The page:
Understanding Thyroid Problems -- Diagnosis and Treatment
What Are the Treatments for Thyroid Problems? continued...
You should always receive a professional evaluation for any thyroid disorder; most of these conditions require treatment beyond the scope of home care alone.
Treating hyperthyroidism requires suppressing the manufacture of thyroid hormone, while hypothyroidism demands hormone replacement. Conventional medicine offers extremely effective techniques for lowering, eliminating, or supplementing hormone production. Before deciding which treatment is best for you, your doctor will make an evaluation based on your particular thyroid condition, as well as your age, general health, and medical history.
Treatments for Hyperthyroidism
Thyroid hormone production can be suppressed or halted completely in these ways:
- Radioactive iodide treatment
- Anti-thyroid medication
If your doctor decides that radioactive treatment is best, you will be asked to swallow a tablet or liquid containing radioactive iodide in amounts large enough to damage the cells of your thyroid gland and limit or destroy their ability to produce hormones. Occasionally, more than one treatment is needed to restore normal hormone production, and many patients actually develop hypothyroidism as a result of this procedure. This is the most common therapy for hyperthyroidism in the U.S.
If you start using anti-thyroid medications, your hyperthyroid symptoms should begin to disappear in about six to eight weeks. However, you will need to continue taking the medication for about a year. After that time, you will also need to receive periodic medical exams to make sure that the condition has not returned.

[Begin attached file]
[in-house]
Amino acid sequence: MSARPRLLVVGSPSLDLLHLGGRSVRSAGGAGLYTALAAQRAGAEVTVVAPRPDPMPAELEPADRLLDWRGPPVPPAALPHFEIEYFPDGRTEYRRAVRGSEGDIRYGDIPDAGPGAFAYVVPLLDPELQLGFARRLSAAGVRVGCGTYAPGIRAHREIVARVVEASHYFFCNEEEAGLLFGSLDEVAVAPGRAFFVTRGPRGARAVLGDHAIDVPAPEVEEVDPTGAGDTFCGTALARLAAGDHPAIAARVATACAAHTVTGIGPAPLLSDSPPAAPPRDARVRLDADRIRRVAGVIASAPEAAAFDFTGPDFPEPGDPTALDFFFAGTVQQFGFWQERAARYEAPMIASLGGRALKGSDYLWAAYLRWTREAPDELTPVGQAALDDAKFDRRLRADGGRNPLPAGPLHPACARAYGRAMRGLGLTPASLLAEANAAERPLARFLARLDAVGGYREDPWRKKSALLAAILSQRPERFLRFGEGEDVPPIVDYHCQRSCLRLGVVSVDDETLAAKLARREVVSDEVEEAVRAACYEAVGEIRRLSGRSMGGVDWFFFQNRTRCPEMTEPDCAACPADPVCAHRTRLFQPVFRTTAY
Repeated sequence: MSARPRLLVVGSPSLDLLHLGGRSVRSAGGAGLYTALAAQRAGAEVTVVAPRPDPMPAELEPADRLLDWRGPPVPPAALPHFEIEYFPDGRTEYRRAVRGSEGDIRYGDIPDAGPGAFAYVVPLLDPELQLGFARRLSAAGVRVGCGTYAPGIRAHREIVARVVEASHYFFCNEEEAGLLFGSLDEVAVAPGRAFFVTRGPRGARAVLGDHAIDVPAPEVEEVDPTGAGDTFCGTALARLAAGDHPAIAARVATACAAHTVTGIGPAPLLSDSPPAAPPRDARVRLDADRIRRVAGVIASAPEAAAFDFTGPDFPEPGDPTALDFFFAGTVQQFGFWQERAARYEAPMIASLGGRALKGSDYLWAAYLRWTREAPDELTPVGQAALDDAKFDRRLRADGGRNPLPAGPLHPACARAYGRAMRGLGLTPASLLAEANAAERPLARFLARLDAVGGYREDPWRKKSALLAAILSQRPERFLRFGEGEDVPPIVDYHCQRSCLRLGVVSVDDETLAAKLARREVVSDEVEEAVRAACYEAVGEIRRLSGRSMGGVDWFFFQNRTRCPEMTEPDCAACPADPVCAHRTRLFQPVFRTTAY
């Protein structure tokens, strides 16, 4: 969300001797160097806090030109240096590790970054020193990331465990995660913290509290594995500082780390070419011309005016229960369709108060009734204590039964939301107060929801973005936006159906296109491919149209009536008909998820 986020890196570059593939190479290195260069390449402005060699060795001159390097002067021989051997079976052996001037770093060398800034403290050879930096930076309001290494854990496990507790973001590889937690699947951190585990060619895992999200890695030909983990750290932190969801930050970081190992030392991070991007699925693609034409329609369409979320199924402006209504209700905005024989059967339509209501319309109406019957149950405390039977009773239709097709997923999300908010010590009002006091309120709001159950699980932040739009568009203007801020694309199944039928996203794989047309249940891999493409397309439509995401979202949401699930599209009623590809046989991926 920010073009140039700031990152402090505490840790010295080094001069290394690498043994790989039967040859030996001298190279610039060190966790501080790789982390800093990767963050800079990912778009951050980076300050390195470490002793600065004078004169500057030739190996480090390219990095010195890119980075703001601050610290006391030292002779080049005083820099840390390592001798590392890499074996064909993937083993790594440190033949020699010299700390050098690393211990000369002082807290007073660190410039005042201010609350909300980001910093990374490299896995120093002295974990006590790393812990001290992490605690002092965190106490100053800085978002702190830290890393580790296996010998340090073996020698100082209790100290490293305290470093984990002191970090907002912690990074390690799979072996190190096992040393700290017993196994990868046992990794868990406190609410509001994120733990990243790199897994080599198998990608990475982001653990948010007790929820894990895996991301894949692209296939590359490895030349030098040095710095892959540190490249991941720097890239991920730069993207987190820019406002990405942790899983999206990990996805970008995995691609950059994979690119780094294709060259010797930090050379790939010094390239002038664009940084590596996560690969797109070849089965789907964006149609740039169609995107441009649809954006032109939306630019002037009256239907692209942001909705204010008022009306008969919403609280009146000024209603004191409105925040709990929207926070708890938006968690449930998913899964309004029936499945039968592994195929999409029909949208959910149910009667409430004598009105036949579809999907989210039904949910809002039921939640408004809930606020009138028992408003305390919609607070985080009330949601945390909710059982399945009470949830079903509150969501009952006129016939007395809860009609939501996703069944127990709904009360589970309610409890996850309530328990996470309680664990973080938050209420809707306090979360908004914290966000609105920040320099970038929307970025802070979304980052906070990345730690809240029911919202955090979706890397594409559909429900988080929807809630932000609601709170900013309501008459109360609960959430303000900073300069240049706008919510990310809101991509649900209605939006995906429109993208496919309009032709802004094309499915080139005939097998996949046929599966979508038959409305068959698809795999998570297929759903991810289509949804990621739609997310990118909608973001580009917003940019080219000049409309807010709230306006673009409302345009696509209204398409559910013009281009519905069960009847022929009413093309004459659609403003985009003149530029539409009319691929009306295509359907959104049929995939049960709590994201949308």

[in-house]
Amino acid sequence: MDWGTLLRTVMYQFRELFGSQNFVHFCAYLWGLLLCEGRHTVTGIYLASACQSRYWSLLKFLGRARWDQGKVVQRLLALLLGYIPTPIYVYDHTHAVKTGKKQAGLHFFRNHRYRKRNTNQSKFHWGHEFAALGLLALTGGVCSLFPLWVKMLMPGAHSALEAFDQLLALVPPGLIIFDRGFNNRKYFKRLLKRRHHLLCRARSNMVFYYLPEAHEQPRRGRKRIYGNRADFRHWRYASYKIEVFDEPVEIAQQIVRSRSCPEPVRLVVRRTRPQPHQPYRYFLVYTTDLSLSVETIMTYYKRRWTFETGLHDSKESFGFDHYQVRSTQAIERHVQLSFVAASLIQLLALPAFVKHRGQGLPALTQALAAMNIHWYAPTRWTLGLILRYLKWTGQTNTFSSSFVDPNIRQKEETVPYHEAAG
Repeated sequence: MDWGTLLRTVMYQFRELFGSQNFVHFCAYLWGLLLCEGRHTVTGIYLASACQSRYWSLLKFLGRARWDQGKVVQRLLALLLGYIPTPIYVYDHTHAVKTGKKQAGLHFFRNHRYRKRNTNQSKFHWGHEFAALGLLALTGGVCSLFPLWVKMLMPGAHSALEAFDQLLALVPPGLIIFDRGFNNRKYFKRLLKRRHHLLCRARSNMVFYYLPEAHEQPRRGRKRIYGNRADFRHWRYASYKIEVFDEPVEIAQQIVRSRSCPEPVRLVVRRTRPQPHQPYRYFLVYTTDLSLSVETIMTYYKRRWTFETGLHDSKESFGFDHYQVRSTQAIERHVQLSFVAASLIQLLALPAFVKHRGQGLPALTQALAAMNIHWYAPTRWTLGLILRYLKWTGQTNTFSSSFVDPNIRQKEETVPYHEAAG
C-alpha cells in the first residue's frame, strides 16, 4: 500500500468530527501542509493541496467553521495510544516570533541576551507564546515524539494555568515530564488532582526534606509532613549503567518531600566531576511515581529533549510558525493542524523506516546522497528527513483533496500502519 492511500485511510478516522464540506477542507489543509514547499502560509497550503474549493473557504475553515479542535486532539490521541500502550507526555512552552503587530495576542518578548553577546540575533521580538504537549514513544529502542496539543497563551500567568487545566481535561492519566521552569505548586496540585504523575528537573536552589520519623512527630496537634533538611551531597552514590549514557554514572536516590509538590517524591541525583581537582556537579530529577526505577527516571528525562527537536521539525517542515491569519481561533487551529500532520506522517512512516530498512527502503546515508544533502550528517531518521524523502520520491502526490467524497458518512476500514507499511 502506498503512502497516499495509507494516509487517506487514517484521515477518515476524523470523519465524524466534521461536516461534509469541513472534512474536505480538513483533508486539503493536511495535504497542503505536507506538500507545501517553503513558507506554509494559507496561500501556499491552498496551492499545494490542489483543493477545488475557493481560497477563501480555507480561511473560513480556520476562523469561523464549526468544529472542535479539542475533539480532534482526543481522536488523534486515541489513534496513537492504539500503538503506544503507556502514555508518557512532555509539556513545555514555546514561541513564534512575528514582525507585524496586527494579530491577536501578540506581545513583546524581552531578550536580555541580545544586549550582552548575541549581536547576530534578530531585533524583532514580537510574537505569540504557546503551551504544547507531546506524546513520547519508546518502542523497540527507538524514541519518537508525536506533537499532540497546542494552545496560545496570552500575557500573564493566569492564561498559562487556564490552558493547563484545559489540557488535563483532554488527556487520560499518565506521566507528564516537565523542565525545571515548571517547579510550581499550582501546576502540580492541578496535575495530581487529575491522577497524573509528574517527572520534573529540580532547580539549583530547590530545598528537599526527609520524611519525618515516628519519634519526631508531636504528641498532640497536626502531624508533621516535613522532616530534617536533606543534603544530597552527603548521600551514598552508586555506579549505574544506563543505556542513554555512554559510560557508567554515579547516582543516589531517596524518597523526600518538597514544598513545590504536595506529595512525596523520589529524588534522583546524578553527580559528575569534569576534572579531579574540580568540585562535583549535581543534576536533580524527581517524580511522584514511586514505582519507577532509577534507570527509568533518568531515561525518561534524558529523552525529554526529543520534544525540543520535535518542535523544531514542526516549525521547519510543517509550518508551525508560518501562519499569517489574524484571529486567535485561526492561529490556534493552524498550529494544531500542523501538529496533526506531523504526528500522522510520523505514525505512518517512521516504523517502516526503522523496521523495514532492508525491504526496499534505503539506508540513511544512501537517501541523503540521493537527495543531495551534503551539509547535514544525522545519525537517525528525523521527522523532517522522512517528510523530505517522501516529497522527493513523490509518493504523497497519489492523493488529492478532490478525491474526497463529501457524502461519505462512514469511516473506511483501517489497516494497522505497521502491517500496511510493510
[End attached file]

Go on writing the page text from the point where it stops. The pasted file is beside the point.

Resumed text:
Surgery is sometimes recommended for people under age 45 when their hyperthyroidism is due to toxic nodules, because these nodules tend to be resistant to anti-thyroid medications. Once the tissue is removed surgically, hormone levels typically return to normal within a few weeks.
Treating Subacute Thyroiditis
Although subacute thyroiditis can bring on temporary hyperthyroidism, this condition usually does not require medical treatment. Any pain associated with the inflamed thyroid can generally be relieved with acetaminophen (Tylenol or Anacin, e.g.) or aspirin. If over-the-counter drugs don't help, a doctor may prescribe prednisone or dexamethasone -- powerful anti-inflammatory drugs -- for a short period of time. Because both of these drugs may encourage the development of stomach ulcers and the loss of bone mass, however, ask your doctor if you should also be taking calcium supplements.
Hypothyroidism calls for a lifelong regimen of thyroid replacement. No surgical techniques or conventional drugs can increase the thyroid's hormone production once it slows down. Doctors generally prescribe synthetic forms of thyroid hormone, such as levothyroxine. Side effects are rare, but some people experience nervousness or chest pain while taking these drugs; usually, adjusting the levels of medication will alleviate any unpleasant effects. Tell your doctor if you are also taking tricyclic antidepressants, estrogens, the blood-thinning drug warfarin, the heart drug digitalis, or if you have diabetes, to make sure medications don't interfere with the thyroid treatment. Magnesium, aluminum, iron and even soy may interfere.
Treating Thyroid Cancer
Thyroid cancer is usually initially treated by surgically removing either the cancerous tissue or the whole thyroid gland, a procedure known as a thyroidectomy. If the cancer has spread beyond the thyroid, any other affected tissue, such as the lymph glands in the neck, will also be removed.